350 U.S. 473
76 S.Ct. 527
100 L.Ed. 565
James P. MITCHELL, Secretary of Labor, United States Department of Labor, Petitioner,
Joseph T. BUDD, Jr., and Florence W. Budd, Co-Partners, Doing Business as J. T. Budd, Jr. and Company; King Edward Tobacco Company of Florida, and May Tobacco Company.
Argued Feb. 29 and March 1, 1956.
Decided March 26, 1956.
Rehearing Denied May 14, 1956.
See 351 U.S. 934, 76 S.Ct. 786.
Bessie Margolin, Washington, D.C., for petitioner.
Mr. Milton C. Denbo, Washington, D.C., for respondents Budd, and King Edward Tobacco Co.
Mr. Mark F. Hughes, New York City, for respondent May Tobacco Co.
Mr. Justice DOUGLAS delivered the opinion of the Court.
These are actions brought by the Secretary of Labor under § 17 of the Fair Labor Standards Act, 52 Stat. 1060, 63 Stat. 910, 29 U.S.C. § 201 et seq., 29 U.S.C.A. § 201 et seq., to enjoin respondents from violating the minimum wage, § 6, and record-keeping provisions, § 11, of the Act. The employees concerned work in tobacco-bulking plants operated by respondents in Quincy, Florida, which has a population in excess of 2,500. Respondents claim these employees are exempt from the Act. The District Court ruled against the respondents. 114 F.Supp. 865. The Court of Appeals reversed. 221 F.2d 406. We granted certiorari 350 U.S. 859, 76 S.Ct. 103, because of the importance of the problems presented and of the apparent conflicts between the decision below and Tobin v. Traders Compress Co., 10 Cir., 199 F.2d 8, and Maneja v. Waialua Agricultural Co., 349 U.S. 254, 75 S.Ct. 719, 99 L.Ed. 1040.
The processing operations involve U.S. Type 62 Sumatra tobacco, a leaf tobacco used exclusively for cigar wrappers. This type of tobacco requires special cultivation. It is grown in fields that are completely enclosed and covered with cheesecloth shade. The leaves of the plant are picked in stages, as each matures. The leaves are taken immediately to a tobacco barn, located on the farm, where they are strung on sticks and dried by heat. Before the drying process is completed, the leaves are allowed to absorb moisture. Then they are dried again. There is some fermentation at this stage. But the treatment in the tobacco barns is essentially a drying operation during which the moisture content is reduced to between 10% and 25%.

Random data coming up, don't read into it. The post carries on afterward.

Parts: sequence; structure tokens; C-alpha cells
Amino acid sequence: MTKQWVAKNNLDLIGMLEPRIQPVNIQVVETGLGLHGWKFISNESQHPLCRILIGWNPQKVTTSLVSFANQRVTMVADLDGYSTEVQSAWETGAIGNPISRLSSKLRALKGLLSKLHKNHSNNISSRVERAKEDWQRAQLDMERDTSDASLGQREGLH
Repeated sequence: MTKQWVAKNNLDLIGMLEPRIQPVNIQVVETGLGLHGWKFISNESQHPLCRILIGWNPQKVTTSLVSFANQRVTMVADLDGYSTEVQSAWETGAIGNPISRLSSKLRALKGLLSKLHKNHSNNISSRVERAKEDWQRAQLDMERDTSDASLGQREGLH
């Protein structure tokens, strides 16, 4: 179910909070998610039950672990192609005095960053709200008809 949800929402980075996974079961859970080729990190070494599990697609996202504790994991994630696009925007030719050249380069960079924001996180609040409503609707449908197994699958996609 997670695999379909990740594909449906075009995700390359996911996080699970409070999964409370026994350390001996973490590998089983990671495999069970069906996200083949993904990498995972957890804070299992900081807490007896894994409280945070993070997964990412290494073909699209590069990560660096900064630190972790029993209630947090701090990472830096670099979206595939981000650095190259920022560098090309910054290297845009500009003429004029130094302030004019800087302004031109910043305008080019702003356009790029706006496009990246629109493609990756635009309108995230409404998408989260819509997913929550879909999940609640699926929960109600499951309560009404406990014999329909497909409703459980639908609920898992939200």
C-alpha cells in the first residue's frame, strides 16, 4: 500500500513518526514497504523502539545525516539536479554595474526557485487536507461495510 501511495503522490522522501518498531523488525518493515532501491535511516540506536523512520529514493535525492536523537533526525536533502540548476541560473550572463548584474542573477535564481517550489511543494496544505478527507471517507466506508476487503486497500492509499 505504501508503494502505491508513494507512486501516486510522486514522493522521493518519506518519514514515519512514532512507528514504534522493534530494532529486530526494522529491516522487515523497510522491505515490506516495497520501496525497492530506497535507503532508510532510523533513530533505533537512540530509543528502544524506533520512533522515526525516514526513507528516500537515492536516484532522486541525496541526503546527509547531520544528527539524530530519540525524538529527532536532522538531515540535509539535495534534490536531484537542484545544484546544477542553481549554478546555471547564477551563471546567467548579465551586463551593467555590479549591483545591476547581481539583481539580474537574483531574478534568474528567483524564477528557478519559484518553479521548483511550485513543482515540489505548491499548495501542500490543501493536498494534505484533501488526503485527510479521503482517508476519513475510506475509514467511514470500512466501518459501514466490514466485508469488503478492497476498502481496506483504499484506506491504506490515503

At the end of the drying operation, the leaves are packed in boxes and taken from the farm to a bulking plant for further processing. At the bulking plant, the leaves are placed in piles, known as 'bulks,' aggregating from 3,500 to 4,500 pounds of tobacco. This is the 'sweating' or fermentation process, which requires carefully controlled regulation of temperature and humidity. Proper heat control includes, among other things, breaking up the bulk, redistributing the tobacco, and adding water. Proper fermentation or aging requires the bulk to be reconstructed several times. The bulking process lasts from four to eight months, after which the tobacco is baled. The bulking process requires a large amount of equipment, including a steam-heated plant, platforms, thermometers, bulk covers, baling boxes and presses, baling mats and packing, sorting and grading tables. The bulking process substantially changes the physical properties and chemical content of the tobacco, improving the color, increasing combustibility, and eliminating the rawness and harshness of the freshly cured leaf.
The overwhelming majority of farmers in the region in litigation in this case have their tobacco processed by others. In that region there are 300 farmers who grow this type of tobacco. Of these, only 9 maintain and operate bulking plants; and only 5 maintain and operate bulking plants processing tobacco grown only by themselves. It appears that bulking cannot be economically done by the ordinary small farmer growing less than 100 acres. Of the 300 farmers in the present group, 80% grow less than 25 acres per year, while the majority grow from 1 1/2 to 10 acres a year.